Parents looking to get a bargain ahead of Christmas on Black Friday are being urged to be on their guard against fake deals - as the amount lost to purchase scams rose to £41m in the first half of this year.
Criminals can advertise high value tech such as phones at low prices to attract buyers, persuading them to make bank transfers, but then disappearing once the payment is made.
Fraudsters often use fake websites or advertisements on social media, or even auction websites.
Only a quarter of parents surveyed as part of the Take Five To Stop Fraud campaign said they always researched sellers before they buy.
UK Finance’s recent fraud report found that purchase scams are the most common kind of fraud, accounting for two-thirds of cases.
The volume of purchase scam cases has grown by 43 per cent, from 53,907 in the first half of 2022, to 76,946 in the first half of 2023 - amounting to £40.9 million.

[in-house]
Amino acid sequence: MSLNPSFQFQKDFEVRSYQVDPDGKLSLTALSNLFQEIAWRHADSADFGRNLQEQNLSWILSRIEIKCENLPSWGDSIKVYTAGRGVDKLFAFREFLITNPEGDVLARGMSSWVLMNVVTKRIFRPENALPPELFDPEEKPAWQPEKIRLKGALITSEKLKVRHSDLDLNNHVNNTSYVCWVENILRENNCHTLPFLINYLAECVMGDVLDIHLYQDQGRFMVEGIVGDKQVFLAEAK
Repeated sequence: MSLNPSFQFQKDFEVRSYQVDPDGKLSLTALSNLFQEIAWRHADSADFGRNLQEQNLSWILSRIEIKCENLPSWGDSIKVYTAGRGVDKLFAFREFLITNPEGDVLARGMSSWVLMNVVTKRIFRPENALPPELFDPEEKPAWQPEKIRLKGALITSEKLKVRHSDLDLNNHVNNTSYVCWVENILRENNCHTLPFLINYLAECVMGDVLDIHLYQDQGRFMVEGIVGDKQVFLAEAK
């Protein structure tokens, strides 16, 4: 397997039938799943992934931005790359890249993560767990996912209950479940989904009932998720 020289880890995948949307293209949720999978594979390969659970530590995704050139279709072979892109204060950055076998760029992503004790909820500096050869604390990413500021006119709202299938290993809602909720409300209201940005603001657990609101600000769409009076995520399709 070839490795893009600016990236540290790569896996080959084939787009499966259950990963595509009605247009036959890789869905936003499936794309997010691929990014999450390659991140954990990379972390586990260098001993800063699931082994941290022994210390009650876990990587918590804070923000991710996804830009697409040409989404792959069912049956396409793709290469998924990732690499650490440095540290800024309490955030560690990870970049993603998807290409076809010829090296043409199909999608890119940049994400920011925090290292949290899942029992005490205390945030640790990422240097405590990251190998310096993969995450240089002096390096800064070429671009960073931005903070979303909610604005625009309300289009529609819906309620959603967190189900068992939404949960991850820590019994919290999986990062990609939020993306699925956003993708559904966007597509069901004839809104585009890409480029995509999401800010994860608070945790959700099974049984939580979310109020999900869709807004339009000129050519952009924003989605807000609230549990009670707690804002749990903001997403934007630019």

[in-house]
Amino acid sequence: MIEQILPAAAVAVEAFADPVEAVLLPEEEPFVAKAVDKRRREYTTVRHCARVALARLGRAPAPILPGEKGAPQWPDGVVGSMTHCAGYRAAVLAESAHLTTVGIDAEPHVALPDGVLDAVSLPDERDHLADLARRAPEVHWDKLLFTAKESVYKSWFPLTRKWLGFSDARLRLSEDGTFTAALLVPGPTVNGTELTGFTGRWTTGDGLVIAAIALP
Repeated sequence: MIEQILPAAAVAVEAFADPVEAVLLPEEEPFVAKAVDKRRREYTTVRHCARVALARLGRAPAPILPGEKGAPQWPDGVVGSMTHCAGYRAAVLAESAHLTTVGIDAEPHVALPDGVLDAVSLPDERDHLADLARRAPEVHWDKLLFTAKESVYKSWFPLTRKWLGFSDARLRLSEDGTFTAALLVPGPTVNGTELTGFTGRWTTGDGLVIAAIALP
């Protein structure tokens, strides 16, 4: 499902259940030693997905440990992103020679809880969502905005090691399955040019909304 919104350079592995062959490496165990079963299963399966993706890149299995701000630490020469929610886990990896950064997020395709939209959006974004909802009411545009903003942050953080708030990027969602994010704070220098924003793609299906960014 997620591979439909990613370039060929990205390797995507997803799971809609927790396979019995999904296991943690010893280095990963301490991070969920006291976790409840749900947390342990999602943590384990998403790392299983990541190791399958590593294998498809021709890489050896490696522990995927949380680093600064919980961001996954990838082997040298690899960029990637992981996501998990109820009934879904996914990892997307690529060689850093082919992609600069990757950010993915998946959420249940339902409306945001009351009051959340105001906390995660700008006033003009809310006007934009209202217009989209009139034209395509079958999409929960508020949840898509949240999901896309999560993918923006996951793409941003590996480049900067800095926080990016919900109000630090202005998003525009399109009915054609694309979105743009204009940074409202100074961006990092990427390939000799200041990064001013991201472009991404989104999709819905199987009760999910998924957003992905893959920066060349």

Earlier this week, Martin Lewis issued a warning to Christmas shoppers this Black Friday who risk spending hundreds of pounds unnecessarily. The Money Saving Expert said shoppers could be buying a “dud” because they have been on sale for cheaper at various points this year.
Ben Donaldson, managing director of economic crime at UK Finance, said: “More and more criminals are using fake ads and websites to target their victims.
“And particularly at this time of year, too many parents who are trying to bring joy to their children are falling victim to these ruthless crimes.
“The consequences go beyond financial, because the deception involved can cause real emotional and psychological damage. So, this Black Friday, when you’re searching for gifts for your children and loved ones, take extra care online. Check sellers thoroughly before buying and make sure you follow the Take Five to Stop Fraud advice – stop, challenge, protect.”